Former sport minister Duncan has zero faith Hockey Canada can clean up its sport

·4 min read

TORONTO — As a former gymnast who has seen the darker side of that sport, Kirsty Duncan's mandate was to try to eradicate abuse in Canadian sport.

Duncan, who was Canada's sport minister from 2015 to '19, is angry she wasn't informed by either Hockey Canada or Sport Canada about the assault allegations against the world junior team in 2018.

She said she has zero confidence in Hockey Canada to clean up the sport now, particularly if the same people remain in charge.

"If we look at hockey, they failed for 30 years," Duncan said. "We're hearing about initiatives. We're hearing a lot after the fact. The watershed moment should have been after Sheldon Kennedy (who was abused by then-coach Graham James in junior hockey).

"Did Hockey Canada change? The answer is no. I think they've played right around the edges. I think they've done bits and pieces. But I think they've failed to change the culture over 30 years. And why is this time different, if it’s the same leadership?"

Duncan spoke to The Canadian Press the day after publishing an op-ed in the Globe and Mail about hockey and Canada's safe-sport crisis. The emotion was obvious in her voice.

She wrote about growing up in gymnastics, which has also been in the spotlight recently with more than 500 Canadian gymnasts calling for an independent investigation into their sport.

"I know personally what it feels like to be told to eat Jell-O, laxatives, toilet paper, and water pills to 'make weight,' and to be repeatedly verbally abused by other coaches, judges, and parents," Duncan wrote.

"I'll tell you about a judge," she said in Friday's phone interview. "I'm at a local competition. It's LOCAL. It's club level. The judge came up to my mom, in front of the whole crowd and said ‘Your daughter's good, but she has a fat ass.’ I would have been 11 or 12."

Duncan, who is an MP for Etobicoke North, said she's dedicated most of her life to sport, becoming a coach and judge after her days as an athlete.

"(Kids) get one childhood," she said. "There was nothing I thought was more important than to become a coach, I couldn't wait to become a coach and you have young athletes, you've got these little guys, the four-year-olds and they look at you with those big trusting eyes. How can you not do everything you can to protect them?"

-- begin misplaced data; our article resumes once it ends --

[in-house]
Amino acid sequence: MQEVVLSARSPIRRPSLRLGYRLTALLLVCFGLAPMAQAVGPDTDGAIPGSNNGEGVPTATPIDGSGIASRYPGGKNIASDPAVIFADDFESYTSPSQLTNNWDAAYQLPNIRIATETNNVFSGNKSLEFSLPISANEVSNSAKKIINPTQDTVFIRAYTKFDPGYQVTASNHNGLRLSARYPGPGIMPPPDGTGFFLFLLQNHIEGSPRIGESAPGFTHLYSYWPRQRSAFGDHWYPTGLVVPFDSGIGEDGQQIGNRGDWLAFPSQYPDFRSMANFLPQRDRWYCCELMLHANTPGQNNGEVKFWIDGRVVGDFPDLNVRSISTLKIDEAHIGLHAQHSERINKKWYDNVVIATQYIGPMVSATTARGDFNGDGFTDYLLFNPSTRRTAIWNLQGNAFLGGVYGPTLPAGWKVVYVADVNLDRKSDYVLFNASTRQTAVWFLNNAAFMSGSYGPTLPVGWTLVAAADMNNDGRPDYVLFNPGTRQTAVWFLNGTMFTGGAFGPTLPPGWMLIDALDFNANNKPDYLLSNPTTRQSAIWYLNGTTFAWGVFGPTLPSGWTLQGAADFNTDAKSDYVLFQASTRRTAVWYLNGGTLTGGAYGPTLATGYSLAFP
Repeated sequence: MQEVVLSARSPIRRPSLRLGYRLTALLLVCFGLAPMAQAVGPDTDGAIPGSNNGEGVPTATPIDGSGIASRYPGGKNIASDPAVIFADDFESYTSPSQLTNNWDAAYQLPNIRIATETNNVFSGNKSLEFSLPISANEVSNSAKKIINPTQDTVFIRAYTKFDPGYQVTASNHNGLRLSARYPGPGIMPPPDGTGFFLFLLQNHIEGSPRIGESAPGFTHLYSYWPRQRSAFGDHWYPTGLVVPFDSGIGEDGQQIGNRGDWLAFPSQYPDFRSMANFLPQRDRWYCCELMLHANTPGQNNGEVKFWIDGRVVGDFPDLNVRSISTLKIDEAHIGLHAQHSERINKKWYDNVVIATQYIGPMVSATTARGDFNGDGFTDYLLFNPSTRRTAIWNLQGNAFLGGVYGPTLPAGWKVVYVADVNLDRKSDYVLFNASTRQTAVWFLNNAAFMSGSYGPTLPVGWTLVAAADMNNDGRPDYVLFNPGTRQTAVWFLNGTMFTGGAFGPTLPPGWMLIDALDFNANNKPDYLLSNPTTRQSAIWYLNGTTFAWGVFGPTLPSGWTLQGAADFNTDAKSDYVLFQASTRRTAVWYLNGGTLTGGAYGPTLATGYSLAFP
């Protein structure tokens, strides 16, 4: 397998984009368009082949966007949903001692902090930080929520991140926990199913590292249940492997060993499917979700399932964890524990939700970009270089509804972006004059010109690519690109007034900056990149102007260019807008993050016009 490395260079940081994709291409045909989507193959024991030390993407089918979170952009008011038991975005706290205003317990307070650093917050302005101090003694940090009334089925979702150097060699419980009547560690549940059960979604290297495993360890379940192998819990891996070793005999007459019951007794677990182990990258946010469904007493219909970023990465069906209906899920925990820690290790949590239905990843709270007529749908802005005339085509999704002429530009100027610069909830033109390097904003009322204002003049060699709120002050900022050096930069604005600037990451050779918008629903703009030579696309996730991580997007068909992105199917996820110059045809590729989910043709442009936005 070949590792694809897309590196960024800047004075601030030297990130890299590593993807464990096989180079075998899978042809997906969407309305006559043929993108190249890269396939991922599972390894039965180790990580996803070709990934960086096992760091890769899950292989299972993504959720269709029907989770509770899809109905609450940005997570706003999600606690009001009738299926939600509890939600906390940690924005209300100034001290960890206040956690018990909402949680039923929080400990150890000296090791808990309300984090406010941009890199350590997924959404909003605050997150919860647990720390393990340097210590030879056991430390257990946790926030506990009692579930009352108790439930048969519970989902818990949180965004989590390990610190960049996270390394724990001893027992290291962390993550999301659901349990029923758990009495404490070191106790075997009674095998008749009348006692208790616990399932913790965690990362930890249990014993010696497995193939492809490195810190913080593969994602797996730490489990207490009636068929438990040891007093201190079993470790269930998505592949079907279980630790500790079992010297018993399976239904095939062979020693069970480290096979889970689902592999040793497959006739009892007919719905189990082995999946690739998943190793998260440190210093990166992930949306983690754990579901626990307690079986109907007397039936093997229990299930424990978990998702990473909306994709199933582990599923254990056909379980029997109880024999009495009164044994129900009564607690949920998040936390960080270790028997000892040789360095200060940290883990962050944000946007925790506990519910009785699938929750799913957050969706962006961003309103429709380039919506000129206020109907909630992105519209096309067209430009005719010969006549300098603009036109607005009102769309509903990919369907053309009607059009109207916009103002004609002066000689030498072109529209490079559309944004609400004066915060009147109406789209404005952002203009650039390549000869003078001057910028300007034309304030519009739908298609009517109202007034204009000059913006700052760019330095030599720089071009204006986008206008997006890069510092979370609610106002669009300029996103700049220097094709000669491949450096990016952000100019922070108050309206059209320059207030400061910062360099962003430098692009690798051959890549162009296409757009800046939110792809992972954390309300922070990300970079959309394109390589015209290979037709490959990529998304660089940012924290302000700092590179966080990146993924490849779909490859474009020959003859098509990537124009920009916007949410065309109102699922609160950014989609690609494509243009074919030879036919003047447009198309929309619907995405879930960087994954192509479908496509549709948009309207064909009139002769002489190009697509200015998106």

Elite athletes, coaches and judges often see instances of maltreatment. That's why, after "being angry for 30 years," Duncan made safe sport her mandate.

"When I got the chance to do something, I grabbed it and I had one goal: protect athletes and children. I did everything in my power to put in protections in sport," she said.

Duncan said she received major pushback when trying to introduce safe-sport initiatives, which included 13 safe-sport summits across the country, creating a universal code of conduct, a phone-in tip line, an advisory group of experts on safe sport, and a gender equity research hub.

Duncan believes that there needs to be a sport-by-sport reckoning in Canada now, and the unwieldy prospect of policing sport at the grassroots, provincial and national level will take "everyone."

"Everyone has a piece of this. Everyone has to step up," she said.

"It is overwhelming," Duncan added. "But in the school system, there's a duty of care. If you see something, you have to report it.That doesn't exist in sport. That's why I was clear every time I spoke to the sport community, 'you have a duty of care.' That means there's no turning away. There's no saying 'I didn't see, I didn't hear.' Are you telling me that Hockey Canada couldn't see the patterns?"

Duncan, who was minister of both sport and science, said the federal government needs to make sport a priority, with a large dedicated department and the necessary funding.

"Because we're dealing with young people. It's the future of our country. Let’s give them the best start we can."

The Hockey Canada controversy began when the national sport organization reached a settlement in May with a woman who alleges she was sexually assaulted in 2018 by members of Canada's world junior team.

Since then, Sport Canada froze the funding to Hockey Canada, sponsors have withdrawn their support, and then news broke of allegations of another group sexual assault involving Canadian junior players in 2003.

This report by The Canadian Press was first published July 29, 2022.

Lori Ewing, The Canadian Press

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